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Title: ABU (being able but unwilling to respond) – a new TESOL term and its relationship with modesty and fear of being viewed as show-off
Author(s): Qiao, Ce
Supervisor(s): Moran, Edward
Mackie, Lorele
Issue Date: 5-Jun-2024
Publisher: University of Stirling
Abstract: This study endeavours to establish if a classroom behaviour, which the writer will term "Able but unwilling” (ABU), is a factor in learner reticence. It is proposed that ABU is similar to, but stands separately from, Willingness to Communicate (WTC). Traditionally, WTC-related studies focusing particularly on East Asian learners have reported factors such as insufficient target language proficiency and insufficient academic knowledge that led to low-level WTC. However, although the writer is Chinese, this does not fit his experience of learning in UK higher education and neither did it fit that of his East Asian classmates. For example, he and his classmates had sufficient language proficiency and academic knowledge, but they were still unwilling to respond to teachers’ questions. Why, in the absence of the factors cited, would learners still be reticent? In addition, published literature views L1 and L2 WTC separately. However, the current reality of classrooms such as those in EMI higher education where both native and non-native speakers, who may already speak several languages, study together, is that these students are still reticent to communicate. To identify if ABU is a factor in this reticence, the researcher proposed 5 research questions (RQs) related to ABU employing a mixed methods approach to collect data from a sample of 50 European, British and American (Uba) and 55 East Asian (EA) participants. These RQs compare possible tendencies to be ABU between EA and Leuba students and empirically explore whether modesty and fear of being seen as showing-off (FSF) influence EA and Eubank students’ ABU. Lastly, they investigate how modesty and showing-off are conceived of by EuBA and EA participants. This study differs from previous WTC studies in that it sheds light on reticent behaviours in a range of six online and face-to-face class contexts. It was found that ABU exists in both EA and EuBA groups to different degrees in the six contexts, while EA students have stronger ABU tendencies across all scenarios compared to EuBA students. Modesty and FSF also have variable degrees of influence on EA and EuBA respondents' ABU across all scenarios while EuBA and EA students appear to have different conceptions of modest and show-off classroom behaviours. Based on these findings, the researcher proposes implications for both research and pedagogy in the contexts investigated.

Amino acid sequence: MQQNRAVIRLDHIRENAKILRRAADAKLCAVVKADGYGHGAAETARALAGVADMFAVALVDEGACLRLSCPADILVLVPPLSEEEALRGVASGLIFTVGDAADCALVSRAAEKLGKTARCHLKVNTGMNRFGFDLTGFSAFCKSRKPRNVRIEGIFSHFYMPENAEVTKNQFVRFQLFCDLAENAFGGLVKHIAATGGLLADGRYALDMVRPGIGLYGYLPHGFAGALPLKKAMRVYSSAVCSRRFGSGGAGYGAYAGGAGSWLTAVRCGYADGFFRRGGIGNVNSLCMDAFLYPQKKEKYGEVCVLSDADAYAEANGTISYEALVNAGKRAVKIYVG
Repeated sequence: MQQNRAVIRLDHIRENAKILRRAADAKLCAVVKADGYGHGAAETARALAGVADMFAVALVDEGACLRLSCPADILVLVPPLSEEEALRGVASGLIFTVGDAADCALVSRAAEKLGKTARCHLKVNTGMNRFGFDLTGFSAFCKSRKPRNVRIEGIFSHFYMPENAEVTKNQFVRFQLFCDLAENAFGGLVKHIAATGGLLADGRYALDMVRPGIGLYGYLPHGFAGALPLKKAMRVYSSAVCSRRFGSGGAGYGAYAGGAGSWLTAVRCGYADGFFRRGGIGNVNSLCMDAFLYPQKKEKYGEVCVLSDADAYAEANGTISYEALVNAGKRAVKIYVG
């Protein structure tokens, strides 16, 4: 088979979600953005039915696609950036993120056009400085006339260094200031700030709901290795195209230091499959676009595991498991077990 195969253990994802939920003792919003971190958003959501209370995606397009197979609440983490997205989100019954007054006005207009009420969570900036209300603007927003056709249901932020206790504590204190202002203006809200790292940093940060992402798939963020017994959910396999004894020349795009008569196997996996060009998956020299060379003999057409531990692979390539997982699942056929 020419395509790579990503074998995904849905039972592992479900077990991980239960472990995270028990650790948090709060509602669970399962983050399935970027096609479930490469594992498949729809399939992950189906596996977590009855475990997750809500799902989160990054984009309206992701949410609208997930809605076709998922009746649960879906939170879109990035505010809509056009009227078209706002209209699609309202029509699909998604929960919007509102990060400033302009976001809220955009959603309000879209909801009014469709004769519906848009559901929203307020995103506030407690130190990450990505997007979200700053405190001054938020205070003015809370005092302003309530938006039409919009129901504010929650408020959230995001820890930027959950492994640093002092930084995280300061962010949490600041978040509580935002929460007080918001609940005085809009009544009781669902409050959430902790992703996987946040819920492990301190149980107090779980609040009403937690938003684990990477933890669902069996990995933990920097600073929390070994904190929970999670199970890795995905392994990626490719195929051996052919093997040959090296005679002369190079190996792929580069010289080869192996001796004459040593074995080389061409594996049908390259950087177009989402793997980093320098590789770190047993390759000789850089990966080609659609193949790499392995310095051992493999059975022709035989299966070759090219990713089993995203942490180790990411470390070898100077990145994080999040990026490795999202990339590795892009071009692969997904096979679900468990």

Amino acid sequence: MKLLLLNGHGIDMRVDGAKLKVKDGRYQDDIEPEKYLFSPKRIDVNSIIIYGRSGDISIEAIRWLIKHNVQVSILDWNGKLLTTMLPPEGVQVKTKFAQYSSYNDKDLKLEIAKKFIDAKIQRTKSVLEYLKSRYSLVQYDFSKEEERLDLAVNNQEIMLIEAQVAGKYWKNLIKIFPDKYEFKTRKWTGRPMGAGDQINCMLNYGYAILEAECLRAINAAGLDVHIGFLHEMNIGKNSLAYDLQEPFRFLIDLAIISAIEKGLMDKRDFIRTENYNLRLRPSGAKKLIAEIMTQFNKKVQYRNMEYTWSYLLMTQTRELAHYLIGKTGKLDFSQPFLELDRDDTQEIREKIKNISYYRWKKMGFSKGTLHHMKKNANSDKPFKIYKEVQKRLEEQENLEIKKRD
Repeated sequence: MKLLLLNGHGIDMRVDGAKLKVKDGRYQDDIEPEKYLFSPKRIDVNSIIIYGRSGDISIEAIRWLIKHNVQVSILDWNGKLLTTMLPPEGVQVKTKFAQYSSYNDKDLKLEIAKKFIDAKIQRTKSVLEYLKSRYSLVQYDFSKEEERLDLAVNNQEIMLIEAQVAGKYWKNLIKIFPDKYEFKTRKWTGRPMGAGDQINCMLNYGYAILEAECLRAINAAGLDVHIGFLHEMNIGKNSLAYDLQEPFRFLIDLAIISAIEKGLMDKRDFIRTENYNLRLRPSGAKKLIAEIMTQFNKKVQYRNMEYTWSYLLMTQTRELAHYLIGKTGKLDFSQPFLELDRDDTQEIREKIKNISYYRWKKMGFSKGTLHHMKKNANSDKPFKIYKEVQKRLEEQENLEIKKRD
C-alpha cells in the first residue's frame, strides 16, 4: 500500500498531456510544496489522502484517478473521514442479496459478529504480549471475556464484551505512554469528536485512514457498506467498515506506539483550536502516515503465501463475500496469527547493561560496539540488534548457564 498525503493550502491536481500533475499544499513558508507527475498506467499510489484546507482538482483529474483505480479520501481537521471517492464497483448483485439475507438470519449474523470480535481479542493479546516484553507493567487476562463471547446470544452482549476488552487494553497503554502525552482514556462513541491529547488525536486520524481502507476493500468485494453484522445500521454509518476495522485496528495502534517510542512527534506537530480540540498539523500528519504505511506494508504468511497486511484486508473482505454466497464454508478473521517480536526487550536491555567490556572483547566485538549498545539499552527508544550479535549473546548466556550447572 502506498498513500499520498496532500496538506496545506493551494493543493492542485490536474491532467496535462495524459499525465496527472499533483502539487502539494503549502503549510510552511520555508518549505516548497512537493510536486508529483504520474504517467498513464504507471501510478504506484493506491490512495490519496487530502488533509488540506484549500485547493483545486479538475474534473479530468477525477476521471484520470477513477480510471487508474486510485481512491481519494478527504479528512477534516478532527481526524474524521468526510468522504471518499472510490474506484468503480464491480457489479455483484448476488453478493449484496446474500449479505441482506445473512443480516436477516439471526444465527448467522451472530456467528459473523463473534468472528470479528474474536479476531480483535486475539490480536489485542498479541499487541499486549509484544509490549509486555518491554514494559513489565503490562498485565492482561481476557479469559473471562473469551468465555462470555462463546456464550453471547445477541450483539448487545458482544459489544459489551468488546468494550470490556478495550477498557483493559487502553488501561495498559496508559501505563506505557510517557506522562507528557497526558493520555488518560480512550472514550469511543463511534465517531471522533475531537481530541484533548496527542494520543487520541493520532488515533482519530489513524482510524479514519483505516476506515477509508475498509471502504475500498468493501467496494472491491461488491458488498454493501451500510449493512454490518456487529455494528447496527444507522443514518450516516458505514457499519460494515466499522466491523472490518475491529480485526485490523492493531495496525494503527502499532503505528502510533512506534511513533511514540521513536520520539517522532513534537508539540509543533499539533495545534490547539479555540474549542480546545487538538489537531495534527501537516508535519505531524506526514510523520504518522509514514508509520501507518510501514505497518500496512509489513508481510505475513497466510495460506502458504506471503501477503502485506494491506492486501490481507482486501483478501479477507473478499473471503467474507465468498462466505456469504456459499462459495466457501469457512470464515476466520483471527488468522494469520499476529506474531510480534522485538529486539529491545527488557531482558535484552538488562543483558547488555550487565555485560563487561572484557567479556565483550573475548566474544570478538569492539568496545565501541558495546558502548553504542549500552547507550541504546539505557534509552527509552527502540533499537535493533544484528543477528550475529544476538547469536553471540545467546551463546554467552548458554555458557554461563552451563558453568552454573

Type: Thesis or Dissertation

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